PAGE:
How to Handle Common Issues with Remote Depositions in San Jose

Although many lawyers have yet to make extensive use of remote depositions , there is no question that they are playing an increasingly prominent role in the legal field. In fact, some judges have ruled that in order to meet the ethical duty of competence, it’s essential for attorneys to become familiar with teleconferencing, video conferencing, and document digitizing in San Jose, CA. That said, holding a remote deposition does present unique challenges. After becoming accustomed to the procedures; however, lawyers are likely to find that the benefits of remote depositions far outweigh the drawbacks.

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Preventing Technical Glitches


One major concern with remote depositions is the possibility of technical glitches. Many lawyers try to avoid remote depositions at all costs because they’ve had bad experiences with “scratchy” audio quality during teleconferences or poor Internet connectivity during Web conferences. Another common technical glitch is the possible incompatibility of the conferencing platform with various devices. These problems can quickly turn a carefully planned deposition into a complete fiasco. Fortunately, the video conferencing solutions for these problems are simple: Contract with professional court reporting services. With a conference room rental, you can receive sophisticated equipment right at your fingertips. The equipment will already be set up for your use and it’ll provide you with broadcast-quality video conferencing. You can also rest assured that the parties involved will be able to connect from any location in San Jose with any device.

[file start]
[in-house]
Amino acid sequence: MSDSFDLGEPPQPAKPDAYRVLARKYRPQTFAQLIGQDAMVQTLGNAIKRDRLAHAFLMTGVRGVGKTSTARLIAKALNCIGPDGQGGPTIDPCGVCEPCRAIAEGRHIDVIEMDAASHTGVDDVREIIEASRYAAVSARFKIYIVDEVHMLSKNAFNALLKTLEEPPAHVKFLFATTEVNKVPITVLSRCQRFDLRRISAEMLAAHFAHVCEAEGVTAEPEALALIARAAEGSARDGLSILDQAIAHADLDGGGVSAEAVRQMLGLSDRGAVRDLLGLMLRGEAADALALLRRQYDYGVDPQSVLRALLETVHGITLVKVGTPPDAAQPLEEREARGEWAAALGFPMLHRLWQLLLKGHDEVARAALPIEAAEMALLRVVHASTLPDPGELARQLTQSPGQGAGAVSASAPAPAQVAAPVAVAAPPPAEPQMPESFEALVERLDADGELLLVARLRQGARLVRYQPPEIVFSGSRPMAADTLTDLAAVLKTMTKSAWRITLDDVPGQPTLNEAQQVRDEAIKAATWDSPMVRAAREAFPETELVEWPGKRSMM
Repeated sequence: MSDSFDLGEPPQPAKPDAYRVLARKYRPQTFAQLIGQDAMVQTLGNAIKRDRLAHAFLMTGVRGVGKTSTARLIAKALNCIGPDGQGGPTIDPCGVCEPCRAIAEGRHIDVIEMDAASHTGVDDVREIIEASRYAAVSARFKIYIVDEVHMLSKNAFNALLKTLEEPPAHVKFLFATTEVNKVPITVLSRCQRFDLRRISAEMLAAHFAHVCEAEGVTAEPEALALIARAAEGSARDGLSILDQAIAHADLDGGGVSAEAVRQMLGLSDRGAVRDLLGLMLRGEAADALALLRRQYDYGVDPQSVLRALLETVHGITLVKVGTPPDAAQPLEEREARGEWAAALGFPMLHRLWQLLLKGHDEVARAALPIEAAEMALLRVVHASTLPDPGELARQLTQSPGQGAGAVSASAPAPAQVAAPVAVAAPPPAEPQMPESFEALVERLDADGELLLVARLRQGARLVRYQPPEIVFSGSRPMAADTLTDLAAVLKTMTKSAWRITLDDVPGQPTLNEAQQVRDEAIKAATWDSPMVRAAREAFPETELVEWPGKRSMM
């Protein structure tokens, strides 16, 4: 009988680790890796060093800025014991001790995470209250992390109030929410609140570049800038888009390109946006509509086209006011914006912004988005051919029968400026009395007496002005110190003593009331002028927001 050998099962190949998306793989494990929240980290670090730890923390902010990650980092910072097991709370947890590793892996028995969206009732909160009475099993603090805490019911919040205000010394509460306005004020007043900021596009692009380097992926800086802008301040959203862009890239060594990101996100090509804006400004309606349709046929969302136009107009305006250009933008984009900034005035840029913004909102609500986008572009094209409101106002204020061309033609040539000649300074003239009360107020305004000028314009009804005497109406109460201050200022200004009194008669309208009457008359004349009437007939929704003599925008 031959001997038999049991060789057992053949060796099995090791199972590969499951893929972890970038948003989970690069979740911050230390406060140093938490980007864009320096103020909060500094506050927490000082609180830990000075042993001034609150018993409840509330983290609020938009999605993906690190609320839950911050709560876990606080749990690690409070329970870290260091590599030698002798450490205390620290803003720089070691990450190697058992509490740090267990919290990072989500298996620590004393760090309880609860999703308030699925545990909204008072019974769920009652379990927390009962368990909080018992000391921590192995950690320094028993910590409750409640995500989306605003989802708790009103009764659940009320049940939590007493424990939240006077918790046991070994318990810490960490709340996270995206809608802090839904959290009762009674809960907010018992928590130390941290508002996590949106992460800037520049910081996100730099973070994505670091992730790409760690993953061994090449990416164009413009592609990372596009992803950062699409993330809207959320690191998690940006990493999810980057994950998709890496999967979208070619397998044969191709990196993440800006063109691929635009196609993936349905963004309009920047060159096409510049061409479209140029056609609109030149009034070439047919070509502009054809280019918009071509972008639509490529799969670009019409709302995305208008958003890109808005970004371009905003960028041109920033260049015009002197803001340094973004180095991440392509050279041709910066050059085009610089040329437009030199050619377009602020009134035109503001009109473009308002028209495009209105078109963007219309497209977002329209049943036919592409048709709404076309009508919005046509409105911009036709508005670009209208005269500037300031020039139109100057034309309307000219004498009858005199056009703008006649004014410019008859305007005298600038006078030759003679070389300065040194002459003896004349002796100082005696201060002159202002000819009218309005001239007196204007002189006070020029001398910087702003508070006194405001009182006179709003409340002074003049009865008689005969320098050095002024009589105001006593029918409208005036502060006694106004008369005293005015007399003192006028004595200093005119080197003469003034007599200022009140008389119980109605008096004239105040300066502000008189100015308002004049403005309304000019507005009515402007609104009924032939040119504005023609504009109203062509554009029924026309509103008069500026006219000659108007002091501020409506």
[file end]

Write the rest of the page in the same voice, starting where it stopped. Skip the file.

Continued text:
Dealing with Nonverbal Responses


Another common objection lawyers raise when confronting the possibility of remote depositions is that the witnesses may provide nonverbal responses and cues. Whether or not a witness is being deposed at a remote location, nonverbal responses may be an issue. The solution is the same for remote depositions as it is for in-person depositions. Provide the witness with clear, comprehensive instructions before the questioning begins. Some witnesses may need a few reminders to give their answers verbally instead of nodding or shaking their heads. Similarly, some lawyers may be concerned that the opposing counsel might be inappropriately giving their witnesses nonverbal cues from behind the camera. The simple solution for this problem is to have multiple cameras capture different views of the room.